Asylum News 14
Update: Refugee Women Still at Risk
Urge Secretary Ridge and Attorney General Ashcroft to Refrain from Limiting Asylum for Women who Fear Gender-related Persecution; Urge Ashcroft to Rule in Favor of Rodi Alvarado
As a result of the recent transfer of former INS immigration functions from the Department of Justice to the Department of Homeland Security (DHS), Secretary Tom Ridge now has the authority to issue regulations, initially drafted by the Department of Justice, that could severely limit asylum for women fleeing trafficking, sexual slavery, honor killing, domestic violence, and other gender-related human rights abuses. Secretary Ridge can also choose to reject these regulations, and to instead take steps to preserve the right of women to receive asylum in these cases.
Since reports of Attorney General Ashcroft’s plan to limit gender-based asylum were first revealed in February 2003, many organizations, individuals and members of Congress have written to the Attorney General to express their concern. These and other developments are detailed below. Given the transfer of immigration functions to DHS, it is now critically important to contact Secretary Ridge, in addition to Attorney General Ashcroft, to urge that the right of women to receive asylum based on gender-related persecution be preserved.
In a prior newsletter issued in February, Human Rights First advised that the Attorney General was reported to be planning to issue a new decision in the case of domestic abuse survivor Rodi Alvarado and to issue regulations that would limit the ability of women fleeing gender-related human rights abuses to receive asylum in the United States. Other organizations and coalitions also worked to circulate information and raise awareness about this potential change of law.
Ms. Rodi Alvarado , a Guatemalan survivor of severe domestic violence, had been granted asylum by an immigration judge only to have that decision reversed by the Board of Immigration Appeals (BIA) in 1999. Then Attorney General Reno vacated the BIA decision to deny asylum to Ms. Alvarado and issued proposed regulations clarifying that victims of domestic violence and other gender-related persecution are eligible for asylum. However, those proposed regulations never became final.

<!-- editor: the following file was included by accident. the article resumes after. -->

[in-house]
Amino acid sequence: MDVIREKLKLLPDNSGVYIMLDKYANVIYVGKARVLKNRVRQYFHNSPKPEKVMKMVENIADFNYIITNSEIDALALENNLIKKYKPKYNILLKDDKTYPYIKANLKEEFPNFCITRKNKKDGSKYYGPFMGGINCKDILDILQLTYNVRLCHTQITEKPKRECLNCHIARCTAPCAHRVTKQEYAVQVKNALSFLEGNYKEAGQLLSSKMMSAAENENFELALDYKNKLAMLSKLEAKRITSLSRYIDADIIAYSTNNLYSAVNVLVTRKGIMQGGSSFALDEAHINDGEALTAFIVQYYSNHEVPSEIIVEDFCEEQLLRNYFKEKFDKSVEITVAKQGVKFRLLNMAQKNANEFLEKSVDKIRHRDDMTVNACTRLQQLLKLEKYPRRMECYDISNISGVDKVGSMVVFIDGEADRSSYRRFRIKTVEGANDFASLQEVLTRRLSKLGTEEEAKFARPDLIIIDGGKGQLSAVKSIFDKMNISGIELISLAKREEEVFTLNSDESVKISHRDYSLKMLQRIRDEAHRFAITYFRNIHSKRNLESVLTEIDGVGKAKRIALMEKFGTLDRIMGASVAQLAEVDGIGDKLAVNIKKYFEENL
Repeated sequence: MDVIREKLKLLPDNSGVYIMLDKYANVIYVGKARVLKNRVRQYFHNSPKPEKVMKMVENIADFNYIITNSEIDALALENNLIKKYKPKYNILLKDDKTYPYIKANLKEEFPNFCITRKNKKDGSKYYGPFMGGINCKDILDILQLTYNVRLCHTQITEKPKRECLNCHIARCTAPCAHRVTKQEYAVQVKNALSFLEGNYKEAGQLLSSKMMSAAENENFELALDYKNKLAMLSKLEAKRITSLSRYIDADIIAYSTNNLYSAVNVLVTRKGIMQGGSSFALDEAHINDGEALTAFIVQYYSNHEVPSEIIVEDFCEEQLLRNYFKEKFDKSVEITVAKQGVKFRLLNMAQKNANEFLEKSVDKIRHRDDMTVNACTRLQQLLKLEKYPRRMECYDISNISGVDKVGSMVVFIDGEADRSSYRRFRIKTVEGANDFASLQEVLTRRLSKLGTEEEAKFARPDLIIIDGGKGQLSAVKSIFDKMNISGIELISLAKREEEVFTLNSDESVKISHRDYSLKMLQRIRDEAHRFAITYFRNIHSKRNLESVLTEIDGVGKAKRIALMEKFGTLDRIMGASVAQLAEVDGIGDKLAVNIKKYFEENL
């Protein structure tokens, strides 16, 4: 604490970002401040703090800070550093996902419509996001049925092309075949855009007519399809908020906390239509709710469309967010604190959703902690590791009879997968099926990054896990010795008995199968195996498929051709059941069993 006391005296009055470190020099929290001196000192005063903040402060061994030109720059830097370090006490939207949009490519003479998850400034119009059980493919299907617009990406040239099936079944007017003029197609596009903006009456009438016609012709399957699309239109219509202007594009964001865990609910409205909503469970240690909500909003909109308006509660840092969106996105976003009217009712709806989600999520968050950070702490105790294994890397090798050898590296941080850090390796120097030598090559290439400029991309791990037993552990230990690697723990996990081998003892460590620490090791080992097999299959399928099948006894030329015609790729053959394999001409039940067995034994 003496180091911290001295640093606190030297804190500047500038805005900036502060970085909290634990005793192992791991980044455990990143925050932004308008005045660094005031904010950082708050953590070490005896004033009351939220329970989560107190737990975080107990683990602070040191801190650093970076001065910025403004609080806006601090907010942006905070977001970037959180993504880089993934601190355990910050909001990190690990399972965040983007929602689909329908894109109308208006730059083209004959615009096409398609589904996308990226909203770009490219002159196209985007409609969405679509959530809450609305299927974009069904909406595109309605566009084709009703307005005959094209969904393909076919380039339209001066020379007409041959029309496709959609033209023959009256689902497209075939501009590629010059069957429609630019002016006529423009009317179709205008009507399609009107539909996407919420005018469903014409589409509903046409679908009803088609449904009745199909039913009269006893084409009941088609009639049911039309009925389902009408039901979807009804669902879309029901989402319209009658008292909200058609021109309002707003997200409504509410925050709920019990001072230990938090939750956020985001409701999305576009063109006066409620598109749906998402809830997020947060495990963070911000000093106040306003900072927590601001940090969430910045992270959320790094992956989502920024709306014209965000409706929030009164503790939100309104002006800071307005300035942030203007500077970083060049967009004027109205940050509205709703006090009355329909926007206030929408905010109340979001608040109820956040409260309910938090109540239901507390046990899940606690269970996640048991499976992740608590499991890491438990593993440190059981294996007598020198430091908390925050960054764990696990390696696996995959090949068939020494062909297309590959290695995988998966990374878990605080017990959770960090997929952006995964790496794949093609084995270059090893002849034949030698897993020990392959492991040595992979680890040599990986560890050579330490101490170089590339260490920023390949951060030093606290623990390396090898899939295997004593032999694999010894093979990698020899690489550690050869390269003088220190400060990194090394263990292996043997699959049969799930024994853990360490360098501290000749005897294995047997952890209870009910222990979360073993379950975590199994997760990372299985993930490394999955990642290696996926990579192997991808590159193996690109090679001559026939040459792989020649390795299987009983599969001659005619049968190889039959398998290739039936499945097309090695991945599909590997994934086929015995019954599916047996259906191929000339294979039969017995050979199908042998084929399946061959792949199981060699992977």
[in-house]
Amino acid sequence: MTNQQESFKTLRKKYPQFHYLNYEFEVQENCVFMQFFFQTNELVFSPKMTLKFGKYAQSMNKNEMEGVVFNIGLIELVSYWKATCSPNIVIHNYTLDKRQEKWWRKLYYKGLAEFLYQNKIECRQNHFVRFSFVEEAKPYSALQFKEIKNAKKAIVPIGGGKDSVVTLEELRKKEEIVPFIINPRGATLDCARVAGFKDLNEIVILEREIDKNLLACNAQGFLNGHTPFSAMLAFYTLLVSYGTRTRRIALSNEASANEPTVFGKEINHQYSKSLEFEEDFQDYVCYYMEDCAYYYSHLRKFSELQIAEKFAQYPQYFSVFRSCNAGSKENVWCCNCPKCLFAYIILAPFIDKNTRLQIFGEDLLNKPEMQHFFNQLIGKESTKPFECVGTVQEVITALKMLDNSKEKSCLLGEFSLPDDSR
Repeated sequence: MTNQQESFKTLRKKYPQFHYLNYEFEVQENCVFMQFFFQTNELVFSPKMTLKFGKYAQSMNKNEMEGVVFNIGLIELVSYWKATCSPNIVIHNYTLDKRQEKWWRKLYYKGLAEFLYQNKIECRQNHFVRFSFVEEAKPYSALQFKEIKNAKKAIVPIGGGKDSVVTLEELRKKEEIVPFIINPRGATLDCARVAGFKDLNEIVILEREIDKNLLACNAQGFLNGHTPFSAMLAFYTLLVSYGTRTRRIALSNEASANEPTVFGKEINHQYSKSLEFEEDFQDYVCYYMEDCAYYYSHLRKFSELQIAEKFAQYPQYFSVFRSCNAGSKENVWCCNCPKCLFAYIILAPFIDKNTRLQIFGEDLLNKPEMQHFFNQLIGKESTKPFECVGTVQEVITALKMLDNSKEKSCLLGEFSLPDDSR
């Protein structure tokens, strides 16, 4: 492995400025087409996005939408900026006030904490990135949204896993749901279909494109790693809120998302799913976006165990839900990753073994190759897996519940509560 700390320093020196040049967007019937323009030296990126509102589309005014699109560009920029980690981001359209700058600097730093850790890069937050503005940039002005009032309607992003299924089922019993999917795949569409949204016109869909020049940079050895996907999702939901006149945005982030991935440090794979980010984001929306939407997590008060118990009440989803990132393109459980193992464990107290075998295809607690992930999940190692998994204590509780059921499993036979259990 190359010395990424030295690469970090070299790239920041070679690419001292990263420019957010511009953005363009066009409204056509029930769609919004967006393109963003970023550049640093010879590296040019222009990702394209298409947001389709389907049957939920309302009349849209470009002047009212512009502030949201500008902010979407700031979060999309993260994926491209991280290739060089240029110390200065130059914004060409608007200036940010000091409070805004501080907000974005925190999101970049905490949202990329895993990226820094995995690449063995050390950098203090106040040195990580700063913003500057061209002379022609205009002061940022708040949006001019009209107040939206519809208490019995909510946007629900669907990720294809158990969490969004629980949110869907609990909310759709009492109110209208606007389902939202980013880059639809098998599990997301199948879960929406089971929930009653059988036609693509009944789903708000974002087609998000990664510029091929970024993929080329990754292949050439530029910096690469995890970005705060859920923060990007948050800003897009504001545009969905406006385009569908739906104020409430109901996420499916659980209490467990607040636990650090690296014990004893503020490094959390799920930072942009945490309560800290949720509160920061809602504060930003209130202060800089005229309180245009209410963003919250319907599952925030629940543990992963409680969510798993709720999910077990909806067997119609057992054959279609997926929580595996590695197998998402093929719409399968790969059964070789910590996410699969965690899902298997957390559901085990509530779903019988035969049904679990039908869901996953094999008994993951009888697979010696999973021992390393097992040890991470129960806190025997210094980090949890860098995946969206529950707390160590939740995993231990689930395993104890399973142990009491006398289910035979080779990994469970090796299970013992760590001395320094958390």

Responses to the Attorney General’s Plans to Limit Asylum
After learning of Attorney General Ashcroft’s plan to issue new regulations that would limit asylum for women, organizations and individuals around the country began writing to the Attorney General to express their concern. Through an action component on Human Rights First’s website, more than 1300 individuals have written or emailed the Attorney General. Many organizations concerned with women’s rights, domestic violence issues, and refugee rights have written to the Attorney General. To learn more about some of these efforts, you can visit the website of the The Center for Gender and Refugee Studies at Hastings College of Law.
A bi-partisan group of nearly seventy congressmen and women under the leadership of Congressman Meeks (D-NY) sent letters to Secretary Ridge and Attorney General Ashcroft expressing their concern. They urged Secretary Ridge to refrain from issuing regulations that would reject gender-related violence as a basis for asylum in the United States. In addition, Senator Leahy (D-VT) wrote a letter to Ashcroft urging him to not to reinstate the BIA’s denial of asylum because Ms. Alvarado ’s life would be in jeopardy if she was forced to return to Guatemala.
Action Needed Now
On March 19, 2003, the BIA notified Ms. Alvarado ’s attorneys that the Attorney General had re-certified the case to himself. (The recertification had occurred on February 21, though Ms. Alvarado’s attorneys were not notified until March 19.) This means that the Attorney General could issue a decision in Ms. Alvarado’s case at any time.
While it was initially reported that the Attorney General would attempt to issue the new regulations prior to the March 2003 transfer of INS immigration functions from the Department of Justice to the Department of Homeland Security, the Attorney General concluded that despite the transfer of these immigration functions, he would continue to retain a role in the issuance of regulations even after the March transfer. Because of the transfer however, Secretary Ridge now has a significant role in the formulation of regulations relating to asylum.
As a result, it is critically important to write to Secretary Ridge – in addition to Attorney General Ashcroft – to express concern. So even if you have already written to the Attorney General, please take time to now contact Secretary Ridge as well.
Ms. Alvarado and many like her are still in jeopardy.
Please write to Secretary Ridge and Attorney General Ashcroft and urge them to preserve asylum for women who suffer gender-related violence.
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